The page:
Union, Intersection and Diff of two sorted arrays in C#

This is the original question https://www.geeksforgeeks.org/union-and-intersection-of-two-sorted-arrays-2/

Given two sorted arrays, find their union and intersection.

Example:

Input : arr1[] = {1, 3, 4, 5, 7}
arr2[] = {2, 3, 5, 6}
Output : Union : {1, 2, 3, 4, 5, 6, 7}
Intersection : {3, 5}

Input : arr1[] = {2, 5, 6}
arr2[] = {4, 6, 8, 10}
Output : Union : {2, 4, 5, 6, 8, 10}
Intersection : {6}

I also added one more case of finding items which are only in one of the two arrays and called it Diff.

Please review for performance.
Please do not comment about code in the same class as the test and the functions not being static. It is just faster for me like this to get to the point of the exercise.

using System.Collections.Generic;
using Microsoft.VisualStudio.TestTools.UnitTesting;

namespace ArrayQuestions
{
/// <summary>
/// https://www.geeksforgeeks.org/union-and-intersection-of-two-sorted-arrays-2/
/// </summary>

[TestClass]
public class UnionAndIntersectionOfTwoSortedArrays2
{
[TestMethod]
public void UnionTest()
{
int[] arr1 = { 1, 3, 4, 5, 7 };
int[] arr2 = { 2, 3, 5, 6 };
int[] union = { 1, 2, 3, 4, 5, 6, 7 };
CollectionAssert.AreEqual(union, Union(arr1, arr2));
}

[TestMethod]
public void IntersectionTest()
{
int[] arr1 = { 1, 3, 4, 5, 7 };
int[] arr2 = { 2, 3, 5, 6 };

int[] intersection = { 3, 5 };
CollectionAssert.AreEqual(intersection, Intersection(arr1, arr2));
}

[TestMethod]
public void DiffTest()
{
int[] arr1 = { 1, 3, 4, 5, 7 };
int[] arr2 = { 2, 3, 5, 6 };

int[] diff = { 1, 2, 4, 6, 7 };
CollectionAssert.AreEqual(diff, Diff(arr1, arr2));
}

private int[] Diff(int[] arr1, int[] arr2)
{
int i = 0;
int j = 0;
int n = arr1.Length;
int m = arr2.Length;
List<int> list = new List<int>();
while (i < n && j < m)
{
if (arr1[i] == arr2[j])
{
i++;
j++;
}

else if (arr1[i] < arr2[j])
{
i++;
}
else
{
j++;

}
}

while (i < n)
{
i++;
}
while (j < m)
{
j++;
}
return list.ToArray();
}

private int[] Intersection(int[] arr1, int[] arr2)
{
int i = 0;
int j = 0;
int n = arr1.Length;
int m = arr2.Length;
List<int> list = new List<int>();
while (i < n && j < m)
{
if (arr1[i] == arr2[j])
{
i++;
j++;
}
else if (arr1[i] < arr2[j])
{
i++;
}
else
{
j++;
}
}

return list.ToArray();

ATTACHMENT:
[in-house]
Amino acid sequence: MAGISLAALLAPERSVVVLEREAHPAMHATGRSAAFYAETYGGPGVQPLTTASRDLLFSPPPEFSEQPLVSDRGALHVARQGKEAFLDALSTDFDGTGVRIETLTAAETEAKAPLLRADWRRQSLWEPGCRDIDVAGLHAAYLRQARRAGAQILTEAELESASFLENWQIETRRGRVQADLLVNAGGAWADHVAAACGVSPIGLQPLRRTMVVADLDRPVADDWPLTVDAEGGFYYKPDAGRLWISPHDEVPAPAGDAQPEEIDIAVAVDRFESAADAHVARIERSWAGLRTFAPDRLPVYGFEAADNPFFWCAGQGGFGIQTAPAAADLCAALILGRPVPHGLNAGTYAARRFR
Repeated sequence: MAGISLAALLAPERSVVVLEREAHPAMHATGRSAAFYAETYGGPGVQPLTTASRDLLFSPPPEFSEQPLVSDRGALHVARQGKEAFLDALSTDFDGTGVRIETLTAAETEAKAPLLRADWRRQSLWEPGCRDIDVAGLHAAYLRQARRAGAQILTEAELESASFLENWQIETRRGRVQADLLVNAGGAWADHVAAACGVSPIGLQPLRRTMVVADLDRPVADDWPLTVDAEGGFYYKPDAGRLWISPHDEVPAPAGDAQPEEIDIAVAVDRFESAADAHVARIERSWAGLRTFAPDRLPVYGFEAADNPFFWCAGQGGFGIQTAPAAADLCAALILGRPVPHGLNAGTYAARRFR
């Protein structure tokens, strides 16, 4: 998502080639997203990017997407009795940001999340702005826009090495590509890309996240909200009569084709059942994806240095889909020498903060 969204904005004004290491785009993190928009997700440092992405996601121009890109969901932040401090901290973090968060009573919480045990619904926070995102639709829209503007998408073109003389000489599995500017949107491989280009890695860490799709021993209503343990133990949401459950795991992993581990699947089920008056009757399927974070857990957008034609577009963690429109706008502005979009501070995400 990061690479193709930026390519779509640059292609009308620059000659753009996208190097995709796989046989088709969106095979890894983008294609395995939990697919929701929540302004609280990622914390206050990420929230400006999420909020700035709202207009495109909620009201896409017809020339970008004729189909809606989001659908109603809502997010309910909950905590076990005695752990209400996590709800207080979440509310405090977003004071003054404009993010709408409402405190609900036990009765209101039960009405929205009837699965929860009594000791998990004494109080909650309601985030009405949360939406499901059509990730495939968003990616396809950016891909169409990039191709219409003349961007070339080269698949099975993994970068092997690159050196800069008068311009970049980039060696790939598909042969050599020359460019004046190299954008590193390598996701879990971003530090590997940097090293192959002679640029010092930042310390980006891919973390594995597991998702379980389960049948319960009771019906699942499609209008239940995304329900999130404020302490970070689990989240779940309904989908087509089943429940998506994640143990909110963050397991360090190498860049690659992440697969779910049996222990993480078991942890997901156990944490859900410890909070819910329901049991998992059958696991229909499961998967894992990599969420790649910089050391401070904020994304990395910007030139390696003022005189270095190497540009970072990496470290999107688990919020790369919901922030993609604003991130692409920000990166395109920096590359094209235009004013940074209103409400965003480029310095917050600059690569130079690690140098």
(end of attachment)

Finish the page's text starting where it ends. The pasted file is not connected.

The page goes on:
}

public int[] Union(int[] arr1, int[] arr2)
{
int i = 0;
int j = 0;
int n = arr1.Length;
int m = arr2.Length;
List<int> list = new List<int>();
while (i < n && j < m)
{
if (arr1[i] < arr2[j])
{
i++;
}
else if (arr2[j] < arr1[i])
{
j++;
}
else // equals
{
i++;
j++;

}
}
//handle the rest
for (; i < n; i++)
{
}
for (; j < m; j++)
{
}

return list.ToArray();
}
}
}
• It is just faster for me like this to get to the point of the exercise. If you code really fast, would you also expect a fast review? – dfhwze Jul 4 at 4:33
• @dfhwze I mean to say that please disregard why it is not separate class for test and for the rest of the code. – Gilad Jul 4 at 6:26
• I get what you mean, but still it would be a very small effort to extract the algorithm to a separate class and call that class in the unit tests. – dfhwze Jul 4 at 6:34
• It looks like both Union() and Intersection() are the basic implementation of the algorithms which do not handle duplicates (Union of { 1, 2, 2, 2, 3 } and { 2, 3, 4, 5 }) gives {1, 2, 2, 2, 3, 4, 5} not {1, 2, 3, 4, 5} and Intersection of { 2,5,5,6,6} and {4,6,6,8,10} gives {6,6} not {6}) is this intended? – AlanT Jul 4 at 8:44
• I see you are practicing various algorithms but writing working code is a no-brainer. Doing it in a way that can be maintained, tested and easily understood, with intuitive API is much much harder and on higher levels this is what counts most. Currently you just write something to solve the task avoiding to implement additional types to encapsulate the logic in proper modules. If you want to improve your skills you should try to write more professional code with proper types, names etc. I would still classify this code as beginner. – t3chb0t Jul 4 at 19:11